Animals during the war

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Soldiers living in trenches encountered millions of pests during the war. These made living conditions rather uncomfortable in the trenches.

Trench rats caught by a small terrier dog A little terrier dog shows off its catch after a 15 minute rat hunt in French trenches, September 1916
German soldiers display Three German soldiers display the rats that were killed in their trench the previous night in 1916


Rat catchers

Rat catching terrier dog

As well as making excellent company for soldiers, dogs on the front line were also given various jobs. Many made excellent rat catchers.

Rats loved the conditions of the trenches for all the reasons humans hated them. They fed on rotting food because there was no proper way of getting rid of rubbish in the trenches.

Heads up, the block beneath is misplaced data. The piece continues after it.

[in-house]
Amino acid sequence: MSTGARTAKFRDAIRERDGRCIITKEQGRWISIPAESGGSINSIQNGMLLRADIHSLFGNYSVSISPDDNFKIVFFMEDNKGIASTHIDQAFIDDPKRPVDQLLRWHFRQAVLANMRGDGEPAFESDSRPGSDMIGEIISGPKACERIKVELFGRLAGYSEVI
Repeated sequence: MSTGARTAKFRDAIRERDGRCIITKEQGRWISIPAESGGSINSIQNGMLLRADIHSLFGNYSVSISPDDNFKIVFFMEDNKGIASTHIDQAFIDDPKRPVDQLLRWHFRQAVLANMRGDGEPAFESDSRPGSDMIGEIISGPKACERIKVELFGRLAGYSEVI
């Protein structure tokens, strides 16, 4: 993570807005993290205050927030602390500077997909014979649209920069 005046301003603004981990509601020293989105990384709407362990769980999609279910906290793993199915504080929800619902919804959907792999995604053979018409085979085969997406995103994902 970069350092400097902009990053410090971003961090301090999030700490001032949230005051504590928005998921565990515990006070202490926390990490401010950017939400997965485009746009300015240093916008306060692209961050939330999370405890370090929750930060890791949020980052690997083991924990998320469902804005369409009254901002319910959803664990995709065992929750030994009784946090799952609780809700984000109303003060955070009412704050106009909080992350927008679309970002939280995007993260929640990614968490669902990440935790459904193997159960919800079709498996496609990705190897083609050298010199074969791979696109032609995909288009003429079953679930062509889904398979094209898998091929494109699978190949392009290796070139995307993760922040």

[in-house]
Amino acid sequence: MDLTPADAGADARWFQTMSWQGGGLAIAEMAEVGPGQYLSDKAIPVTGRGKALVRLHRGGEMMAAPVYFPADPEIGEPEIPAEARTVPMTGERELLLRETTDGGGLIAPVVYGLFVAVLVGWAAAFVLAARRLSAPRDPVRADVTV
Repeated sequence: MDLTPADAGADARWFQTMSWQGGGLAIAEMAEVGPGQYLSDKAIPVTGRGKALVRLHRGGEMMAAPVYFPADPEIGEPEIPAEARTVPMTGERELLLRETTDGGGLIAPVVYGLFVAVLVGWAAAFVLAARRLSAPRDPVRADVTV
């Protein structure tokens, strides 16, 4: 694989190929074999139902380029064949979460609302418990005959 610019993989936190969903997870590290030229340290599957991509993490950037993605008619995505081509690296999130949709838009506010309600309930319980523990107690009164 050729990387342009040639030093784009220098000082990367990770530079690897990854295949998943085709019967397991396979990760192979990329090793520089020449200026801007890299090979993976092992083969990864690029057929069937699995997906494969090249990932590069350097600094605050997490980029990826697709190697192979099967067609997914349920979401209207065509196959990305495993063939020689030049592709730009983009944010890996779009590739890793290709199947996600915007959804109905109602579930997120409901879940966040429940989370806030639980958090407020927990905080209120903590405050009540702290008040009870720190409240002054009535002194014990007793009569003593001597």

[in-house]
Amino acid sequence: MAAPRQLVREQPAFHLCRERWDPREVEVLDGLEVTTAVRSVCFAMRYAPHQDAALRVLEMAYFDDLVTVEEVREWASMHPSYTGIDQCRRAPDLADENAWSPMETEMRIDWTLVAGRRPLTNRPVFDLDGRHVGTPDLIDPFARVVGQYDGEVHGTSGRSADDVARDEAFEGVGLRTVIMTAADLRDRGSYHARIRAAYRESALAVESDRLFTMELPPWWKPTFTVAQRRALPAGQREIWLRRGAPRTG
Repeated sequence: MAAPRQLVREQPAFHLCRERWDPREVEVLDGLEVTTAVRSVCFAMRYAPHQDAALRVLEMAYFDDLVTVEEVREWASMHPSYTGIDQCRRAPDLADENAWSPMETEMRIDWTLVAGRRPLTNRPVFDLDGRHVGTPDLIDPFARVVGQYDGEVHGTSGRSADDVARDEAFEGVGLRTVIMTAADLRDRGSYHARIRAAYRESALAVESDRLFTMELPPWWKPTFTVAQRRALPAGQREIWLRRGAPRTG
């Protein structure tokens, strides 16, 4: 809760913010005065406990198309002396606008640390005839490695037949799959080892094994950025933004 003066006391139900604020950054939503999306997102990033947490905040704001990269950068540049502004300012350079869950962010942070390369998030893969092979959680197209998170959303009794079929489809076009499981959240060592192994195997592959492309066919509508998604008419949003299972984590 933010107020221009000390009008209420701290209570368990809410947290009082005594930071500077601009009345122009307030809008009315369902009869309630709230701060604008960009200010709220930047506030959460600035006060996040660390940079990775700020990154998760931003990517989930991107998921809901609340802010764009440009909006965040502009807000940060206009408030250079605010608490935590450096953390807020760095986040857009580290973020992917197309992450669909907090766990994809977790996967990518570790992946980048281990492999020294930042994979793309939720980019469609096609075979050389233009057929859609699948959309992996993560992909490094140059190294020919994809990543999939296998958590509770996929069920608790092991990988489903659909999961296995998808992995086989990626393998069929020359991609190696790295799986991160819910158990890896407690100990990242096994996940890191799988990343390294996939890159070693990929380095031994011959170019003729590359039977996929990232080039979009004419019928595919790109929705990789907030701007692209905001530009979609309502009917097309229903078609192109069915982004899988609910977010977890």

Rats could grow huge; some were even reported to have reached the size of cats! They could have up to 900 babies every year and many people said the rats got braver as the war went on because they got used to humans. Sometimes they stole food from right under the soldiers' noses and would even run over the soldiers as they slept. They made the trenches very dirty and smelly and they spread diseases as they went.

The soldiers were desperate to get rid of rats and tried to kill them in many ways. Some used their guns even though this was a waste of ammunition. Others used their bayonets or clubbed them with anything they could find. Some soldiers even tried to batter them with their bare hands

Despite all this, rats were sometimes helpful too. Many soldiers reported how rats sensed an oncoming attack from the enemy. They noticed that rats always ran away when this was about to happen. Therefore, rats would sometimes warn and prepare the soldiers of enemy advances.

Body lice

Infesting their clothes and bodies, lice made soldiers itchy and extremely uncomfortable. They were very difficult to get rid of because the men could not wash properly in the trenches. Lots of infections were caused by the dirty conditions, especially when soldiers already had cuts and wounds. This turned into trench fever when it became more serious.

French soldiers picking lice out of their clothing French soldiers hunting for lice in their clothing

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